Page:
foreach(var serachProvider in searchProviders)
        query = searchProvider.AugmentQuery(query, criteria);
    var queryResults = query.ToList();
    var facets = new List<Facets>();
    foreach(var facetsProvider in facetsProviders)
        facets.Add( facetsProvider.PerformFacetedSearchOver(queryResults) );
    return new SearchResults
        Results = queryResults,
        Facets = facets

For the search part the above snippet uses a syntax similar to the LINQ/IQueryable one. The goal is to keep the complexity of the snippet very low. Each service can deploy one or more searchProviders that is injected, thought DI, into the search process. Search providers are given an opportunity to append query statements to the IQueryable instance. The Registry search provider could be as simple as:

IQueryable<Hotel> AugmentQuery(IQueryable<Hotel> query, Criteria[] criteria)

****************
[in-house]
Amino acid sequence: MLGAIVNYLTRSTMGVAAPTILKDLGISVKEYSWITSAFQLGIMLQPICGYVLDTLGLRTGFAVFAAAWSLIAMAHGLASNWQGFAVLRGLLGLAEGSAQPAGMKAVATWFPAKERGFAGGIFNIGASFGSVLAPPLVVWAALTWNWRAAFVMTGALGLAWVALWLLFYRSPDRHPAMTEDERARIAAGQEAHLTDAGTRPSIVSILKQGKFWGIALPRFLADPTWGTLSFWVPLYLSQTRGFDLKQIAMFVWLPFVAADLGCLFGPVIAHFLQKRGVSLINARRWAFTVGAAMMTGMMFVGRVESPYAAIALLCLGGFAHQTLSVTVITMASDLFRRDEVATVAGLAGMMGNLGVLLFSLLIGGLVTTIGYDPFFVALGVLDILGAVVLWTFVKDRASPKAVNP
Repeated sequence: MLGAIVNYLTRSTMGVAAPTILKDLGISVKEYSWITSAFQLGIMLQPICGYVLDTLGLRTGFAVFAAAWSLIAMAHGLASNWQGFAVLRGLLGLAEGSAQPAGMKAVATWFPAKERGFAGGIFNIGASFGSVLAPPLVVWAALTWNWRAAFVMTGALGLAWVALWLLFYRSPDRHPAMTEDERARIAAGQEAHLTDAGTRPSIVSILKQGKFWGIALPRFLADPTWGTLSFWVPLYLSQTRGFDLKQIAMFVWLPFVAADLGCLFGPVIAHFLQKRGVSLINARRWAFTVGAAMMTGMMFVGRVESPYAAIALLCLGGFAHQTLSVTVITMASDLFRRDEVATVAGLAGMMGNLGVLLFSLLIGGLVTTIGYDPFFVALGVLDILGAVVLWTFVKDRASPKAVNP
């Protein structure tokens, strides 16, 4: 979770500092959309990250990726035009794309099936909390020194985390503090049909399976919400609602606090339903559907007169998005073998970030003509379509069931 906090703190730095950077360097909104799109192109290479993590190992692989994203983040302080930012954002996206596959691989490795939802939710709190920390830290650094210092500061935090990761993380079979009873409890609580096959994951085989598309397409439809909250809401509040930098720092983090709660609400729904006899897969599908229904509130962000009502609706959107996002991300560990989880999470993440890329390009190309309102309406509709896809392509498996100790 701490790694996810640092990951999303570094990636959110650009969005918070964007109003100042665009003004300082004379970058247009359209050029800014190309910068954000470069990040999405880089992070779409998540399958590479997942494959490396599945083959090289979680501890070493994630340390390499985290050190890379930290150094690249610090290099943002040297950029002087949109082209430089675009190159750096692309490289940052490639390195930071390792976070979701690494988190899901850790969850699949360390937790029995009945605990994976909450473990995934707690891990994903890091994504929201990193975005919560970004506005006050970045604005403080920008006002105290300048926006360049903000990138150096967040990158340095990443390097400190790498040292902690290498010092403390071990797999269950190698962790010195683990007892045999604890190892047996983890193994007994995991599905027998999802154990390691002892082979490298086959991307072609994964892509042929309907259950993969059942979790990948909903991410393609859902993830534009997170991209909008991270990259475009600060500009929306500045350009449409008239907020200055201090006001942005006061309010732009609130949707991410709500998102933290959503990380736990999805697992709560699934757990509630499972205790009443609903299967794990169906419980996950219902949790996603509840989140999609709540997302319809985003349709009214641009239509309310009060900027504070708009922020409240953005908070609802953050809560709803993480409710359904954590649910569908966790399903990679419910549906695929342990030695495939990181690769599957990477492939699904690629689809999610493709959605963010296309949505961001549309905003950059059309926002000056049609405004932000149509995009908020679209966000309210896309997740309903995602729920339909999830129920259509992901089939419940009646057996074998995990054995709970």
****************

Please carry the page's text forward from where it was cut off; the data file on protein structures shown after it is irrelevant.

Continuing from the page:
var locationCriteria = criteria.OfType<LocationCriteria>().Single();
   return query.Where(hotel => hotel.Location == locationCriteria.Value);

Something very similar happens for facets provider, services will deploy FacetsProvider implementations that will be injected and executed during the search process. At this point SearchResults will contain the results we need in the most decoupled way, still keeping an eye on efficiency.

There are a lot of improvements that can be done to the very simple search process presented above. That’s not the goal of this article though.


Designing search functionality for a distributed system is indeed challenging. We need to keep an eye on coupling issues, on the one hand, and on the other we don’t want to sacrifice efficiency. In this article we’ve investigated options to design such functionality.

Header image: Photo by Goh Rhy Yan on Unsplash